The New Brunswick Wood Flow Model is a high level, comprehensive provincial model of wood supply and consumption that includes all wood sources and sinks (both domestic and external) capturing delivered wood costs and mill gate prices. The model includes 80 products, 900 supply zones and 100 mills representing upwards of 7 million wood allocation decision variables. The model has the potential to analyze and measure possibilities ranging from regional wood supply and demand, the economic efficiency of Crown wood allocations, investment opportunities for surplus products, as well as the impacts of opening new mills or closing existing mills due to market forces.  

Remsoft was able to develop a model that captured the essence of the province’s wood supply and demand balance from an economic, environmental, and socially sustainable perspective.”

Mark Arsenault, President, New Brunswick Forest Products

Wood Supply Model Construction

The software used for the wood supply analysis was Remsoft’s Woodstock Optimization Studio. Woodstock is capable of both forest inventory projection simulation and harvest schedule optimization. Woodstock is also capable of stochastic, Monte-Carlo type simulation which has been used successfully to assess private woodlot wood supply.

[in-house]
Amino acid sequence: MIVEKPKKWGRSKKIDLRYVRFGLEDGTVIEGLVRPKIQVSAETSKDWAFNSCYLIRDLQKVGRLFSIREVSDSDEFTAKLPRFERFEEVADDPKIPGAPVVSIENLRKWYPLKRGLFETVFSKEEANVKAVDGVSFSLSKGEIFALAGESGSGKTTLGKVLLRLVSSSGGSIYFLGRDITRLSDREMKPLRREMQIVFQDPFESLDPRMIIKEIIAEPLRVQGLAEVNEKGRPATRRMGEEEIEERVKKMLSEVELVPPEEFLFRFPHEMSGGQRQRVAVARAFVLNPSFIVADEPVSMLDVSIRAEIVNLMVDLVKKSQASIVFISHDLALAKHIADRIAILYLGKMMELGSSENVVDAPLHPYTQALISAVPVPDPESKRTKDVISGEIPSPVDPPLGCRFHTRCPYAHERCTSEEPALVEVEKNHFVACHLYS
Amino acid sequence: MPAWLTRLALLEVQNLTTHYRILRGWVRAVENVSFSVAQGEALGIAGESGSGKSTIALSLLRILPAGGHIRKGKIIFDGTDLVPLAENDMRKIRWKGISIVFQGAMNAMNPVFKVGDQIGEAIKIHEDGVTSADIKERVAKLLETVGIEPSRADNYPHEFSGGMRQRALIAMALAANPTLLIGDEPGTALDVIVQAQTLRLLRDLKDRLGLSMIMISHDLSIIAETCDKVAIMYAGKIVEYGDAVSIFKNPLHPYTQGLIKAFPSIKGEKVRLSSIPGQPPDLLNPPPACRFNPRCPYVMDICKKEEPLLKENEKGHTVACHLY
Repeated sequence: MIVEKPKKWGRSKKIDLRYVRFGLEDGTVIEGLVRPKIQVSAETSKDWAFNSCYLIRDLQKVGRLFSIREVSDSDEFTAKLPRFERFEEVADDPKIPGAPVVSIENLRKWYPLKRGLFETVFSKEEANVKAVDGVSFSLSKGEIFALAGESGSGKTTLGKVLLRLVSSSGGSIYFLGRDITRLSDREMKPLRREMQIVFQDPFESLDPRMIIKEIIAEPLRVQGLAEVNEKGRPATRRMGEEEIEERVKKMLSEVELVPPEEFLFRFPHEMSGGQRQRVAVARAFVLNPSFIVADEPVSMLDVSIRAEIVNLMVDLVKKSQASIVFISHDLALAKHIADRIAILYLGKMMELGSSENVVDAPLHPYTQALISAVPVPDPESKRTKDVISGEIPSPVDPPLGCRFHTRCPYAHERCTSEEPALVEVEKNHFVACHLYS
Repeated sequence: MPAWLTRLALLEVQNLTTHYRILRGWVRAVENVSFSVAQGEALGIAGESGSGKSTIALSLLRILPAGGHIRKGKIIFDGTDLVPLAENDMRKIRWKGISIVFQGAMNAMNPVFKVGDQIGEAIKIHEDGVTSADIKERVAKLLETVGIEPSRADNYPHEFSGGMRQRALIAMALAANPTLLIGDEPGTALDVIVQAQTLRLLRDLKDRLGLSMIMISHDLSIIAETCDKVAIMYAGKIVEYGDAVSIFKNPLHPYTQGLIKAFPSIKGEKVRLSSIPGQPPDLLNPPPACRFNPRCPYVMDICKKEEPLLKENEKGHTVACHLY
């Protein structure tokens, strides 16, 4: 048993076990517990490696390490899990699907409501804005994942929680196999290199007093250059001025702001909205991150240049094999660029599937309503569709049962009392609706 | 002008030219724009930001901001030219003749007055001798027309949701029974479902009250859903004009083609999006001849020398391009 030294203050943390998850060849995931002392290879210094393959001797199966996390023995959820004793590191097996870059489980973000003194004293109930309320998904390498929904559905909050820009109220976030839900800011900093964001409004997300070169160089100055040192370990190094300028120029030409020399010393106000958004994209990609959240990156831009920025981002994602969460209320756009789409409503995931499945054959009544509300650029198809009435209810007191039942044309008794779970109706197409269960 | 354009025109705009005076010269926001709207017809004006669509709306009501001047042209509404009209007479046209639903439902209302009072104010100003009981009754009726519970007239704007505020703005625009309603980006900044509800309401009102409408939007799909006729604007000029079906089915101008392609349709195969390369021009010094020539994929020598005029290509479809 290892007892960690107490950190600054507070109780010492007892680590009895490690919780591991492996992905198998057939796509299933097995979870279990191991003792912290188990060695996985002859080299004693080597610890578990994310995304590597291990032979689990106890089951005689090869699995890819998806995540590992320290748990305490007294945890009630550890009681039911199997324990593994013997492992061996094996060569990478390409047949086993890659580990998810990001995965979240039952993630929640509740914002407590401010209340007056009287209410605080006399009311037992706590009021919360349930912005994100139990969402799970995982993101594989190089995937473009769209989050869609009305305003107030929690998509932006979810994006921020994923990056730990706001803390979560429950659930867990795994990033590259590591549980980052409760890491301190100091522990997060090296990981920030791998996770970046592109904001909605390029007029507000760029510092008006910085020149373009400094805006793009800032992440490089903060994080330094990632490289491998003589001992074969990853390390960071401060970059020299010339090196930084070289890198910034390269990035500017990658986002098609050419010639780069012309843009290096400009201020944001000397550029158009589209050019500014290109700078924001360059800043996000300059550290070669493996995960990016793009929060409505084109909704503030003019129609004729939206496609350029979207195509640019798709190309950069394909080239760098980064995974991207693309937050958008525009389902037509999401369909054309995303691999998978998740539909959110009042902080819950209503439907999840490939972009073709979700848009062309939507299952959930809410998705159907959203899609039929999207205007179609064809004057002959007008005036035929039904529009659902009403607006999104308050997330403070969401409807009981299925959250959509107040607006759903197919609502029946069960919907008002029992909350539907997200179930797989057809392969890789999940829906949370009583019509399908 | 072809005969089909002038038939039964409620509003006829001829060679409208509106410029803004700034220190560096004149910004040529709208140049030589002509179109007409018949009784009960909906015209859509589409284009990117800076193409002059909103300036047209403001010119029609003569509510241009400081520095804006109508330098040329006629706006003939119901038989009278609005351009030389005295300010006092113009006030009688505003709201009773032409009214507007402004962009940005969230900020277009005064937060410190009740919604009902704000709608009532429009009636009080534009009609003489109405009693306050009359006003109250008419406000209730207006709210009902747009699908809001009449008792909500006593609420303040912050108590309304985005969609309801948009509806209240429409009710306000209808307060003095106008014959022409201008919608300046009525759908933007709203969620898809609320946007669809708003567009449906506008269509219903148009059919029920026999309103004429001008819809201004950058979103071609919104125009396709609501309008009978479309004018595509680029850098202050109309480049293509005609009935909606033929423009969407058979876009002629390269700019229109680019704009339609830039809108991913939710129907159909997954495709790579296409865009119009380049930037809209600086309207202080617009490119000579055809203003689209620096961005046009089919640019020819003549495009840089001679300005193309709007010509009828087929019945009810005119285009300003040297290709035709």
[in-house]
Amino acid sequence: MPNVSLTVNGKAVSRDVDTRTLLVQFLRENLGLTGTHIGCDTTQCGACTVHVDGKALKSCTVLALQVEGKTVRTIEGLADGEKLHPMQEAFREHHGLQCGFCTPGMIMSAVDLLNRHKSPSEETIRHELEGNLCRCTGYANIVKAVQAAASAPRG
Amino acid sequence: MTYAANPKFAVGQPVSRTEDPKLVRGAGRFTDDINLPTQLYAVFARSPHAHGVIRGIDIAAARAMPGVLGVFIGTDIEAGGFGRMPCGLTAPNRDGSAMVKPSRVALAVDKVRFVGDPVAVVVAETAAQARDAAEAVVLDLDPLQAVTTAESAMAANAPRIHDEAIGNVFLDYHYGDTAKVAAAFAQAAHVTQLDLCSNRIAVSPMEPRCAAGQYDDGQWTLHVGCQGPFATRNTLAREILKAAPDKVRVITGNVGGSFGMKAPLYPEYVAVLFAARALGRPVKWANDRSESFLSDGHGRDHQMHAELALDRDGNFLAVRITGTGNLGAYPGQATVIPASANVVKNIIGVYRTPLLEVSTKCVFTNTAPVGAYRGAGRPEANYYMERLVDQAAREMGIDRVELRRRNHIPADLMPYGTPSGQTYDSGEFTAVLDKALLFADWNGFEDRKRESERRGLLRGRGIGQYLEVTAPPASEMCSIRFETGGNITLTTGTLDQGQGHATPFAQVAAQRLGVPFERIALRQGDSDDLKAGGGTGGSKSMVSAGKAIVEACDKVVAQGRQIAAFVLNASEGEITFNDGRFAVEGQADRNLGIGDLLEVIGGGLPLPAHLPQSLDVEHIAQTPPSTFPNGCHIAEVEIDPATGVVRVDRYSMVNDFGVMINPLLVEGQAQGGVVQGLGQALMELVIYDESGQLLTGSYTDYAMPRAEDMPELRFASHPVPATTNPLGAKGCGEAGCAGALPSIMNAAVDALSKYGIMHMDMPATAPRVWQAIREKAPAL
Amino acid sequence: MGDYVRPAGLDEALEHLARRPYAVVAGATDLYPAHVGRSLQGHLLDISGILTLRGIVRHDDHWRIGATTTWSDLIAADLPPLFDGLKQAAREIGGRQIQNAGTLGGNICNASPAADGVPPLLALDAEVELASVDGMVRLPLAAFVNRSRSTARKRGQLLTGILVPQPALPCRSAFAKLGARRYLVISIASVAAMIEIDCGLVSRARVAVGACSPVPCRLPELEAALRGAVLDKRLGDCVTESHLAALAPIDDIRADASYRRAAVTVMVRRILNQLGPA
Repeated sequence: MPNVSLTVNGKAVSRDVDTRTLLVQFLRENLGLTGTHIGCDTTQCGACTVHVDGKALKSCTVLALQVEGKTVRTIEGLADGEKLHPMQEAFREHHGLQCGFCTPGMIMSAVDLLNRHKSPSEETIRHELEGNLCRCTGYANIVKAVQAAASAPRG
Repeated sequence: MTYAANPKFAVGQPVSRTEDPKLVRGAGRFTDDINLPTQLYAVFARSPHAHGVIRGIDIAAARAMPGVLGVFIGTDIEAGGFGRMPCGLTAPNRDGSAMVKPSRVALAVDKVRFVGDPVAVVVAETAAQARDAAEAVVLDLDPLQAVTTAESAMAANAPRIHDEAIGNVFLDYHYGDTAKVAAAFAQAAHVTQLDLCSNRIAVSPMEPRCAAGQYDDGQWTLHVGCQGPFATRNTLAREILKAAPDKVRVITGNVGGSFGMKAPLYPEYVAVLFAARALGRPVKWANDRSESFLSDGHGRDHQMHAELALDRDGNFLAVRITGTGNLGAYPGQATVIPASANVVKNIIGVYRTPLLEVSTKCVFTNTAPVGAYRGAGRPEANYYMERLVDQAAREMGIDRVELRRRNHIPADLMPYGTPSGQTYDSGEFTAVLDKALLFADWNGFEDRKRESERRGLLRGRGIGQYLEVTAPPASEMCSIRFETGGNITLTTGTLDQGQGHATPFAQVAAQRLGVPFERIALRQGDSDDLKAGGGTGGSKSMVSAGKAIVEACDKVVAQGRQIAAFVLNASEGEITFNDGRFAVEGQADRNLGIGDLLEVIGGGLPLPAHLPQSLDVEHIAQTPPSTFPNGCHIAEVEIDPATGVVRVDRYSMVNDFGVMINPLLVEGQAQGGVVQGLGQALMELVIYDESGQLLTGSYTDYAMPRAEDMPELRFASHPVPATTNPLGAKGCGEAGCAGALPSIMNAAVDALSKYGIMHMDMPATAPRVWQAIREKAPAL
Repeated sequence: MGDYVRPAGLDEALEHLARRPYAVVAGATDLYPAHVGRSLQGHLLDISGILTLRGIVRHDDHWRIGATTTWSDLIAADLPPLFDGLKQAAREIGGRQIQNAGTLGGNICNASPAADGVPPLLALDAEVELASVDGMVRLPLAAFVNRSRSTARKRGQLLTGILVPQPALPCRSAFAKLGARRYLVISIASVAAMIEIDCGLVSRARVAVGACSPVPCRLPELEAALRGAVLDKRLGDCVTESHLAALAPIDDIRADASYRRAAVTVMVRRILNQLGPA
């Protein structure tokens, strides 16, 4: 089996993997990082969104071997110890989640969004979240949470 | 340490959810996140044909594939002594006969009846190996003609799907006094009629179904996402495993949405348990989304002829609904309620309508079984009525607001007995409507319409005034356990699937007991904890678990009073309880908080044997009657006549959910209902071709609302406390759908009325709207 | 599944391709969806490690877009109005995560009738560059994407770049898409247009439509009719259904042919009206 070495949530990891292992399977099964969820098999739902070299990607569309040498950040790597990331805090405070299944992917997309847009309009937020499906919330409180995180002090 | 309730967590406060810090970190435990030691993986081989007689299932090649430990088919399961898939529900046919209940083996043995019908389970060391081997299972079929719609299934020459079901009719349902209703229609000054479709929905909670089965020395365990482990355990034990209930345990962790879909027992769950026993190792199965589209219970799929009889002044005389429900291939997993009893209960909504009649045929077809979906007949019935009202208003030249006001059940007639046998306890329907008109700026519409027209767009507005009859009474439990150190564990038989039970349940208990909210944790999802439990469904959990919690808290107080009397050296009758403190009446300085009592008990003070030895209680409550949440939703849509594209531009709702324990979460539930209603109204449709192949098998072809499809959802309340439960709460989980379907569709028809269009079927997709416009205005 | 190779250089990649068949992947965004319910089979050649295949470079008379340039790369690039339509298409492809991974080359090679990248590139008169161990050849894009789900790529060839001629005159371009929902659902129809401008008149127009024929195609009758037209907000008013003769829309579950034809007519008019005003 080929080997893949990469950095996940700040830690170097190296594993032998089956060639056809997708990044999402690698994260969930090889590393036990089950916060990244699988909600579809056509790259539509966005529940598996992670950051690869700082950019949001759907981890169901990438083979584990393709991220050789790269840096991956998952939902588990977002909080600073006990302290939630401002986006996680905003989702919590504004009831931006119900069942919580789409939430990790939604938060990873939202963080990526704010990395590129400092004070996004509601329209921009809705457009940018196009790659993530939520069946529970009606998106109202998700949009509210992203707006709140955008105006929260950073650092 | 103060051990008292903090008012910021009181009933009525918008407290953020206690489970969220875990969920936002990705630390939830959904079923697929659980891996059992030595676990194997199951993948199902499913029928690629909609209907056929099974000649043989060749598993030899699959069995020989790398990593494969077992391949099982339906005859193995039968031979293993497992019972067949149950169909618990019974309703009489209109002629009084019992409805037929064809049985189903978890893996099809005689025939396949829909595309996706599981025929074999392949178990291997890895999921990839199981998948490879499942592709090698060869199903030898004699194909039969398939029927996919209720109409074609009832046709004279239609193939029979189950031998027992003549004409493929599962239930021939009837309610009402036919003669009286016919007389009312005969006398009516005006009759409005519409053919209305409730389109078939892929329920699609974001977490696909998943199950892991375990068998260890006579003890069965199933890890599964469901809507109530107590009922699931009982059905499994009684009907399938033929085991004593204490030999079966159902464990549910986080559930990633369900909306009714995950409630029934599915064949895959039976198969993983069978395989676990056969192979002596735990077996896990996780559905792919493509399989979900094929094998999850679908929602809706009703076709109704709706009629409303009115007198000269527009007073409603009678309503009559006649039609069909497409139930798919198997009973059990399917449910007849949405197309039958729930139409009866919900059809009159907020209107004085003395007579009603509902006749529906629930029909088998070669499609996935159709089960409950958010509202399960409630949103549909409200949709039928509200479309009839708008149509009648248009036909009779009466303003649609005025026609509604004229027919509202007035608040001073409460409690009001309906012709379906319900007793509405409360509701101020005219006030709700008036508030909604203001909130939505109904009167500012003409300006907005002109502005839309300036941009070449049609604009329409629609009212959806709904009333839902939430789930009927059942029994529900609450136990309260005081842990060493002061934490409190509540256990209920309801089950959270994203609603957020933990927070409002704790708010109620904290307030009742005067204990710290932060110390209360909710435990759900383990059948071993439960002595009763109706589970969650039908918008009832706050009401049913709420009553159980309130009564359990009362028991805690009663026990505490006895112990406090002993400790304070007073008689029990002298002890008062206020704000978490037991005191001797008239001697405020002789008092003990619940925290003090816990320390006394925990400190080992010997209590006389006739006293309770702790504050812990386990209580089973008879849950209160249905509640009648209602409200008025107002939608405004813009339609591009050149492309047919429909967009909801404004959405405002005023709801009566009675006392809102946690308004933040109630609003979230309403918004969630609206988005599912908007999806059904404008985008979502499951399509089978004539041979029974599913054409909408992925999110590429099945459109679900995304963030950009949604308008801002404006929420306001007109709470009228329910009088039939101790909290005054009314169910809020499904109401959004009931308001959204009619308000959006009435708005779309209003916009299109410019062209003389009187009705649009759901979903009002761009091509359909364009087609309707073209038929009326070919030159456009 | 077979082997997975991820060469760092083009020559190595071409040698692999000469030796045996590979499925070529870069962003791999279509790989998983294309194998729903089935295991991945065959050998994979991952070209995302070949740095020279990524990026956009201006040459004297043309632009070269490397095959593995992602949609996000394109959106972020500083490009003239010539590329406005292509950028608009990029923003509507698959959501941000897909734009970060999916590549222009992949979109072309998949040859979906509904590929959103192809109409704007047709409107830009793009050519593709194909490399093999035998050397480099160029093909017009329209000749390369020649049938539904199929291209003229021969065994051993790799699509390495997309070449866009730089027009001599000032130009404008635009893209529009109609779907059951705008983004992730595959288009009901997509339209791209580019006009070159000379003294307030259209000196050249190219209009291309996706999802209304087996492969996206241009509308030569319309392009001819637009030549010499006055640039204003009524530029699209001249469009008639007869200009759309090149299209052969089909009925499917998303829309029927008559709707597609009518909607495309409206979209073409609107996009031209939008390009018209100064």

The model’s uniqueness lies in its ability to support a variety of interests and in its potential for future innovations to address new or expanded value chain dynamics.  In particular, the model serves to address and evaluate strategic business questions in a variety of areas such as: 

  • Assessing and valuing new business opportunities and the fit within current provincial wood flows
  • Understanding the impacts of business change with respect to benefits and costs
  • Impacts of fibre allocation decisions (i.e. who gets what wood from where) assessed from a financial perspective
  • The value of the resource through calculated stumpage values
  • Address senior government and executive level questions allowing for more informed decision making through better understanding of the business challenges

With collaboration across the major forest sector stakeholders, Remsoft developed a model that captured the essence of the province’s wood supply and demand balance from an economic and environmental prospective within one sustainable model. The solution provides provincial forest stakeholders with a holistic decision-making system and the capability to effectively analyze the complexities of the provincial forest value chain.

LEARN MORE:

  • Read our blog post on how optimization techniques like wood basket analysis can help forest companies adapt to changing dynamics.

  • Learn more  about Remsoft’s Woodstock Optimization Studio.